PARIS — Colleagues of Arman Soldin, the Agence France-Presse journalist slain in Ukraine, gathered solemnly at the press agency’s Paris headquarters on Wednesday, a day after his death, to remember the 32-year-old.
A widely broadcast photo of Soldin, pictured in protective gear and smiling broadly with a cat on his shoulder, has plucked at the heartstrings of the French nation.
“Arman was so enthusiastic, so energetic, so alive that it seems unreal to be here and talk about it this morning,” said Juliette Hollier-Larousse, the agency’s deputy news director.
Soldin, who was working as the Ukraine video coordinator, was killed in a Grad rocket attack near the eastern Ukrainian city of Bakhmut. He was with a team of AFP journalists traveling with Ukrainian soldiers when the group came under fire. The rest of the team escaped uninjured.
Paris prosecutors’ office will launch a war crimes inquiry over Soldin’s death
The Paris prosecutors’ office, which handles counterterrorism cases, said Wednesday evening that it was launching an inquiry into war crimes over the journalist’s death.
At the editorial meeting, AFP news director Phil Chetwynd said that the shock reverberated across the whole company, saying that “Arman was someone who is loved by his colleagues.”
“To lose him in these circumstances is incredibly painful for all of us,” Chetwynd said, even though “we all know the risks.”
Chetwynd said the logistical priority now was to return Soldin’s body to the Ukrainian capital, Kyiv, so “we can safely take it out of the country and return it home to his family.”
He added: “It’s just something we never, ever want to have to contact the family about. It goes to some of our worst fears and concerns. So really, all our thoughts are with his family today.”
Pavlo Kyrylenko, the governor of the eastern Donetsk region, said in a Telegram update that Soldin was killed near Chasiv Yar, a western suburb of the embattled city of Bakhmut.
Russian forces have been trying to capture the city for nine months, making Bakhmut the focus of the war’s longest battle.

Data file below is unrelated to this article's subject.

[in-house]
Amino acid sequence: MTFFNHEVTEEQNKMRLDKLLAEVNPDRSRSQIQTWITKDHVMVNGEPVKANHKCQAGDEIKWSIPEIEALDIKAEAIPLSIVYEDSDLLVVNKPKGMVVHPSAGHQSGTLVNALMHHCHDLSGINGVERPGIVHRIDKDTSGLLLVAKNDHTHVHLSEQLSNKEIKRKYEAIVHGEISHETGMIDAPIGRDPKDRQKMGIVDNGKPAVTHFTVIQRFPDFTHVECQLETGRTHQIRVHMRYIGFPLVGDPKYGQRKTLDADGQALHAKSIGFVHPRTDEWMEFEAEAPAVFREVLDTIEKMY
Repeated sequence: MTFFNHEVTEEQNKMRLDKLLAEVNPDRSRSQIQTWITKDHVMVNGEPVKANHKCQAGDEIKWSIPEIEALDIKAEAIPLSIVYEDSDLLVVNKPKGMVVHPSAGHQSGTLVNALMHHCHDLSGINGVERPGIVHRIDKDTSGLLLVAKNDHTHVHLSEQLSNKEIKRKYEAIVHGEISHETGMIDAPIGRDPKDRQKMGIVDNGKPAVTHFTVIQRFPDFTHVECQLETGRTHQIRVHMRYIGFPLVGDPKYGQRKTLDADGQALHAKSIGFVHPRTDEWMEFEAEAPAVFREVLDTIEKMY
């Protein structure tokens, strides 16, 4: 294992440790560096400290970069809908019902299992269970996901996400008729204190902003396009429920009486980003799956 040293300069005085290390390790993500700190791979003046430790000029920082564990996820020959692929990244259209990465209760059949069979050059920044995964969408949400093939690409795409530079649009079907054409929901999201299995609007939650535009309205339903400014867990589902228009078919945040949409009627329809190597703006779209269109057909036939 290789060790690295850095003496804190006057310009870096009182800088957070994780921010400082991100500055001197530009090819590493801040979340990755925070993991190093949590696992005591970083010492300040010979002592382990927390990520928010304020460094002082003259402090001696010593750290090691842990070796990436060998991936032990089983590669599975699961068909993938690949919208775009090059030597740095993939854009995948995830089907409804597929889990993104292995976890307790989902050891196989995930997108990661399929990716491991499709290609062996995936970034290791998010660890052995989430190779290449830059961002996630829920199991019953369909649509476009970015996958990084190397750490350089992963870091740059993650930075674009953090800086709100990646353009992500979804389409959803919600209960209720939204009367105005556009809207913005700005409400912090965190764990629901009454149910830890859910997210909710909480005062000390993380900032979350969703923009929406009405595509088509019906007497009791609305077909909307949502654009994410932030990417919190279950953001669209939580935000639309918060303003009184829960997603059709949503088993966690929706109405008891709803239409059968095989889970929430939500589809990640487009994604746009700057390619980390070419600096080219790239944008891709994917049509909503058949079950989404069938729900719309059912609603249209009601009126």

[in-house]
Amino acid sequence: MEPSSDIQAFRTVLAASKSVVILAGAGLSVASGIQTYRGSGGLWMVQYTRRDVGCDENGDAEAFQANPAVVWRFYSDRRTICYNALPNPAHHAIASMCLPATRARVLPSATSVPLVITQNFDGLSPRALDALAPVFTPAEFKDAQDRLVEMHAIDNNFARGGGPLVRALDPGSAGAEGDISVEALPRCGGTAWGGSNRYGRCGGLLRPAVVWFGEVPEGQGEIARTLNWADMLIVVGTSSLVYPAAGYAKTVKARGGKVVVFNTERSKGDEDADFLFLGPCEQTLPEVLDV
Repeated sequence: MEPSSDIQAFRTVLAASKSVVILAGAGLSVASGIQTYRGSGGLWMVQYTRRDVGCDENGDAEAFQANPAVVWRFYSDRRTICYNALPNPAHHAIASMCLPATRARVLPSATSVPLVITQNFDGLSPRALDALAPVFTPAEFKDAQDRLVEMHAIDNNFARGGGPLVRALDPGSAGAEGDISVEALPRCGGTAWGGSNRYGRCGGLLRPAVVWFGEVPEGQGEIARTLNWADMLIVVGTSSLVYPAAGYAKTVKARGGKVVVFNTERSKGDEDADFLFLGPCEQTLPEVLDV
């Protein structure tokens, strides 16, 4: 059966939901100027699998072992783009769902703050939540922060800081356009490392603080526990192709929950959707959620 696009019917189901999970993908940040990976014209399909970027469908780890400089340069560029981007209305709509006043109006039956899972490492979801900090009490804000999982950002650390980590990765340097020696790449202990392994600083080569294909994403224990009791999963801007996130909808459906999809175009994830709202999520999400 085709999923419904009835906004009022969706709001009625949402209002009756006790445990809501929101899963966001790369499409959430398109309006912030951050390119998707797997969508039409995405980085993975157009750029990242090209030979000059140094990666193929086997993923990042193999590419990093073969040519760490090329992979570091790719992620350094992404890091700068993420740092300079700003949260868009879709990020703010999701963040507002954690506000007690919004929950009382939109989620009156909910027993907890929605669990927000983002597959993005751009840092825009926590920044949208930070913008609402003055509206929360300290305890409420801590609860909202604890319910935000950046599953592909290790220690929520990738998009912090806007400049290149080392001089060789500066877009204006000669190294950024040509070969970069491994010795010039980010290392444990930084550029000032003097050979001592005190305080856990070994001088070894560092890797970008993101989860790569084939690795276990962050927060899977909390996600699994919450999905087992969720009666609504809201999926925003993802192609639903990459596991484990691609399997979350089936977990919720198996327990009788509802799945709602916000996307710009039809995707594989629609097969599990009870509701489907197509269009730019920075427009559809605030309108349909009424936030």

“I sympathize with the family and friends of the journalist and thank all who, risking their own lives, continue to tell the truth about our war,” Kyrylenko said.
Tributes have come from far and wide for the Sarajevo-born journalist, who lived for many years in France. Denis Becirovic, a member of the Bosnian presidency, called him “a journalist dedicated to his profession” who “since the beginning of Russian aggression on Ukraine bravely reported to the public about events from this country.”
Becirovic also called Arman’s death “a painful reminder to dangers posed to journalists and media workers in areas caught up in war.”
In Paris, French Foreign Minister Catherine Colonna paid a brief but emotional tribute to Soldin while speaking to reporters Wednesday.
“I remember him … ” she said, pausing before continuing. “I don’t want to say things that are too personal, but he notably covered my last visit to Kyiv. I want to pay homage not only to his courage, but to the work that you do, which is indispensable for us to know the reality of the facts, for us to know the truth of what is happening in Ukraine and elsewhere.”
Max Blain, spokesman for U.K. Prime Minister Rishi Sunak, paid tribute to Soldin’s work in Ukraine.
“Journalism continues to shine a light in the darkness of this war and Arman’s work was vital to that. Any death in this needless invasion is tragic and our thoughts remain with all those who have lost loved ones during this conflict,” he said.
In May 2022, French journalist Frederic Leclerc-Imhoff, who was working in Ukraine for BFM-TV, was killed near Sievierodonetsk in the east.
At least 10 media workers have been killed while covering the war in Ukraine, according to Reporters Without Borders and the Committee to Protect Journalists.